Synopsis by Hal Erickson
Teen-Age is another "exposé" film of the 1940s, cheaply made but widely distributed. In the guise of a warning against wartime juvenile delinquency, the film offers the exploitational tale of a bunch of wild, unsupervised kids at large in a small community. With nothing but time on their hands, the young protagonists become involved with petty theft, inevitably leading to some pretty serious consequences. Veteran actors Herbert Heyes, Wheeler Oakman and Clare McDowall lend some professionalism to the proceedings, while there are a few potential "faces" in the youthful supporting cast, notably Russell Horton and Ted Stanhope. When originally released, Teen-Age was accompanied by a live lecturer, offering an "authoritative" discussion on delinquency before handing out pamphlets at a dollar each.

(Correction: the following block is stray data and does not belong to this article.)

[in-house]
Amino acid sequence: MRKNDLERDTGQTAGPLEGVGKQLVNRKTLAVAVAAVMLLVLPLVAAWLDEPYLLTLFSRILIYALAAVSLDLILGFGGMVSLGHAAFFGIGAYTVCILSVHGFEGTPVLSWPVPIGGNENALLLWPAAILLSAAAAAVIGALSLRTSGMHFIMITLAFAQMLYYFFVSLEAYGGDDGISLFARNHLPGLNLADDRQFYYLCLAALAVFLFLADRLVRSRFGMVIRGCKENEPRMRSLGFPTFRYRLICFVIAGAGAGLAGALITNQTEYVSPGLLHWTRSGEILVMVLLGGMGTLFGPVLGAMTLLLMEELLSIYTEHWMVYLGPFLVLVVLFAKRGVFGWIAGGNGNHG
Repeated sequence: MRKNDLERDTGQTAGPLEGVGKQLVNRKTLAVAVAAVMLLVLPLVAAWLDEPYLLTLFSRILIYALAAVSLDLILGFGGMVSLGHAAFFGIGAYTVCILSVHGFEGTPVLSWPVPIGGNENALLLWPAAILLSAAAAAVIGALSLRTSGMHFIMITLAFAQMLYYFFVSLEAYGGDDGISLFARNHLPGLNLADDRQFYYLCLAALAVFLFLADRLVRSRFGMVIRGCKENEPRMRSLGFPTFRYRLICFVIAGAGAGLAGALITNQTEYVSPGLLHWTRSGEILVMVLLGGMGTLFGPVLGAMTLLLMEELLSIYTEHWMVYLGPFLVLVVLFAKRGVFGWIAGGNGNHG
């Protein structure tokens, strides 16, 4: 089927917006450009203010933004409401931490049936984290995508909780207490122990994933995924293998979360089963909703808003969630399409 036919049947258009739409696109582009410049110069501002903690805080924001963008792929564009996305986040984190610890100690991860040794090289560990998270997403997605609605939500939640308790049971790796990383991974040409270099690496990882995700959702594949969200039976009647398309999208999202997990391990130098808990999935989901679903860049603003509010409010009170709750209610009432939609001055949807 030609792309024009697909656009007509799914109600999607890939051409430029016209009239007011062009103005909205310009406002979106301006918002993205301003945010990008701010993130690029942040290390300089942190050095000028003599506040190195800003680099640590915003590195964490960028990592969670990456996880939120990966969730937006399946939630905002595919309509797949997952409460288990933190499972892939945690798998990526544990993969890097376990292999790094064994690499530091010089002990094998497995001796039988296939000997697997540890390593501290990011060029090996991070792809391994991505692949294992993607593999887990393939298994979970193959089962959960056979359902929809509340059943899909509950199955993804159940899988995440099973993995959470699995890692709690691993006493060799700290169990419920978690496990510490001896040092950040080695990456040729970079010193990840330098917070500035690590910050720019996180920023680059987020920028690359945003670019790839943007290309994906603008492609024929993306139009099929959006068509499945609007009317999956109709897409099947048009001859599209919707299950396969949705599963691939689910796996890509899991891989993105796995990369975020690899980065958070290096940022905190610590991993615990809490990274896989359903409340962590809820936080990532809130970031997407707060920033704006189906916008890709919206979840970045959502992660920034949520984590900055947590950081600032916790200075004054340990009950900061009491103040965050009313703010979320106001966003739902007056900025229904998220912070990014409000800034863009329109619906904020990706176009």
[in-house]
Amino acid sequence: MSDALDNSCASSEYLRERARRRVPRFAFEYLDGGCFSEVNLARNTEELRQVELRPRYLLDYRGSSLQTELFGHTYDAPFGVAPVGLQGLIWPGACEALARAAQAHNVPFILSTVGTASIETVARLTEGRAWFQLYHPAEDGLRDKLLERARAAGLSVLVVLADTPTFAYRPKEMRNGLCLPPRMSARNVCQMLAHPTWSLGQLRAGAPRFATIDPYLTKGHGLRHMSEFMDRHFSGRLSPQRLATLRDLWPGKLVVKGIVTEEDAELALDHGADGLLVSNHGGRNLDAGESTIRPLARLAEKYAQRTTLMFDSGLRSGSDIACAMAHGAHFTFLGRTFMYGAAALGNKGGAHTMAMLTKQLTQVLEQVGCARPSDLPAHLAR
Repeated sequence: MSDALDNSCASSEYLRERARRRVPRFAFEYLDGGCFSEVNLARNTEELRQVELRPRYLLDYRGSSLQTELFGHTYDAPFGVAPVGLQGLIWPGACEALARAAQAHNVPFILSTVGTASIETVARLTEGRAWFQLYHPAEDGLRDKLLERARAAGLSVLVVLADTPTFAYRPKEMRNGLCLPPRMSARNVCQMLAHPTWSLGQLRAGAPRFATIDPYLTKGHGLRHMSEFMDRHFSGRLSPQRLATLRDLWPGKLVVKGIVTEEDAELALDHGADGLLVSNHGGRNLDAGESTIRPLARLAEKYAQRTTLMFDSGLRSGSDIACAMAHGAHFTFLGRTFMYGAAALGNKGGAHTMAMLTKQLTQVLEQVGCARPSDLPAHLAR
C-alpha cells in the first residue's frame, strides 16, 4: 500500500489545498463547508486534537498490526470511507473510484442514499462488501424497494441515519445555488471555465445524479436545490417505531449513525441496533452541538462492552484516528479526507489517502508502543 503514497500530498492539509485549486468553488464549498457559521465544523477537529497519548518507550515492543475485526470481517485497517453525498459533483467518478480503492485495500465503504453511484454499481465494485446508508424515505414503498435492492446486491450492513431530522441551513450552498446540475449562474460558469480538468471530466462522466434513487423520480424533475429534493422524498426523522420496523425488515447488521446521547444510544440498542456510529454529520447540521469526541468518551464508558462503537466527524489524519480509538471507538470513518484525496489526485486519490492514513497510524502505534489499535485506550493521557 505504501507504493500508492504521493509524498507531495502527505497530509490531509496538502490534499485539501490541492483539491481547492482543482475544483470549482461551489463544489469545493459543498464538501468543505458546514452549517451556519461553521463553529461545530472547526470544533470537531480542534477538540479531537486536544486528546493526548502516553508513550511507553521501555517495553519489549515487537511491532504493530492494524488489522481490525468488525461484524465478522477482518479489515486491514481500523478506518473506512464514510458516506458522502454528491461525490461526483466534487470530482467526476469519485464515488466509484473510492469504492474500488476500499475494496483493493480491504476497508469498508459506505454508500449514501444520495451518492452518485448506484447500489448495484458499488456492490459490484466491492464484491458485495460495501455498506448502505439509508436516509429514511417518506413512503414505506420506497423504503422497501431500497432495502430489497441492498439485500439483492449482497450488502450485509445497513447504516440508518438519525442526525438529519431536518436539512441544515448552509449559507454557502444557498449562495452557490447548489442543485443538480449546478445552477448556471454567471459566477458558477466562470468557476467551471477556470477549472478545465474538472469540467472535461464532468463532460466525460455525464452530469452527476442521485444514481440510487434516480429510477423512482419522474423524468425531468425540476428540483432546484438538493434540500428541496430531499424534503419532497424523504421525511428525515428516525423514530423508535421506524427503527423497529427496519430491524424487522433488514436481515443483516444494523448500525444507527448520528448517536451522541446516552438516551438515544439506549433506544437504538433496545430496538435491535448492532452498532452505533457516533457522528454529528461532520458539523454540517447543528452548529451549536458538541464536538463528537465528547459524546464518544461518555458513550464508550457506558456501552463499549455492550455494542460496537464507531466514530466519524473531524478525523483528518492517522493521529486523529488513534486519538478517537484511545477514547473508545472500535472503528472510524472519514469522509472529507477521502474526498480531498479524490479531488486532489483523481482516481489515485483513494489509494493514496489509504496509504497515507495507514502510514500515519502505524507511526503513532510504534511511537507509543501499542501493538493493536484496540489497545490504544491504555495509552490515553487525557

delinquency, robbery, teenagers